Thursday, March 30, 2017

Beyond the Butterfly Garden – April, 2017




By Laurie Sheppard

Butterflies can be found at Hagerman National Wildlife Refuge during any month or season, and throughout the year, visitors are encouraged to look beyond the Butterfly Garden to find them. As April begins, trees are leafing out and small yellow and white flowers cover the ground. By the end of the month, wildflowers will be showing up along the roadways. It’s a time of great change.


Butterflies that have spent the winter as adults have mated and are laying eggs to create the next generation. This makes adult Goatweed Leafwings (below left) more commonly seen at the edges of the woods. Often all you will see is a fluttering orange butterfly, but if you patiently watch, it will land and you will see how plain the upper side is compared to the Question Mark (below, right) that is also active now.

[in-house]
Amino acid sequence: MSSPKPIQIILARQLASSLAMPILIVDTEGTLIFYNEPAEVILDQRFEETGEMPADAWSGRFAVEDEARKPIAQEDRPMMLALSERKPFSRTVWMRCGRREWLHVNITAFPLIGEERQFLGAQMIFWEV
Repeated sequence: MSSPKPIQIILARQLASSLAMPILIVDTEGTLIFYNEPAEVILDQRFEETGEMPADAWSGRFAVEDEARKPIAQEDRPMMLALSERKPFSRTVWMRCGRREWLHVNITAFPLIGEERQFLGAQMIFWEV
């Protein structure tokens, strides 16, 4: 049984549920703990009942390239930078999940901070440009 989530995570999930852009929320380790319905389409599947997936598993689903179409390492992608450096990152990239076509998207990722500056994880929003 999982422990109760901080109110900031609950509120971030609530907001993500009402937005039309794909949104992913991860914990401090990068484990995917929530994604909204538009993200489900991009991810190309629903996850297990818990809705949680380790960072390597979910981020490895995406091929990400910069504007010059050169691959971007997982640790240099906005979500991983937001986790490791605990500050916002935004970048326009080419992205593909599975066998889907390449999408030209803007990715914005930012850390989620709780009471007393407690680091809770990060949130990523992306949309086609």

A common spring butterfly among the trees on the pad roads on Oil Field Road or out toward Sandy Point is the Little Wood-satyr. You will see them bouncing along close to the ground, blending in with the dead leaves. They do not typically visit flowers. This species has two broods but only flies in mid-late spring through early summer. You might also find two similar appearing butterflies in the woods near Meadow Pond: Carolina Satyr (below left) and Northern Pearly-eye (below right). These are much less common but have been found on the refuge. Notice the differences in the eyespots at the outer edge of the wings.





Another group of very similar looking (and tiny) butterflies become very common at this time of year. One is seen almost year-round and one is only seen for about six weeks in late spring. Others may be seen occasionally throughout the spring, summer, and fall. The common Gray Hairstreak is found everywhere, feeding on many different flowers and can be used as the standard by which to compare others in the Gossamer-winged family.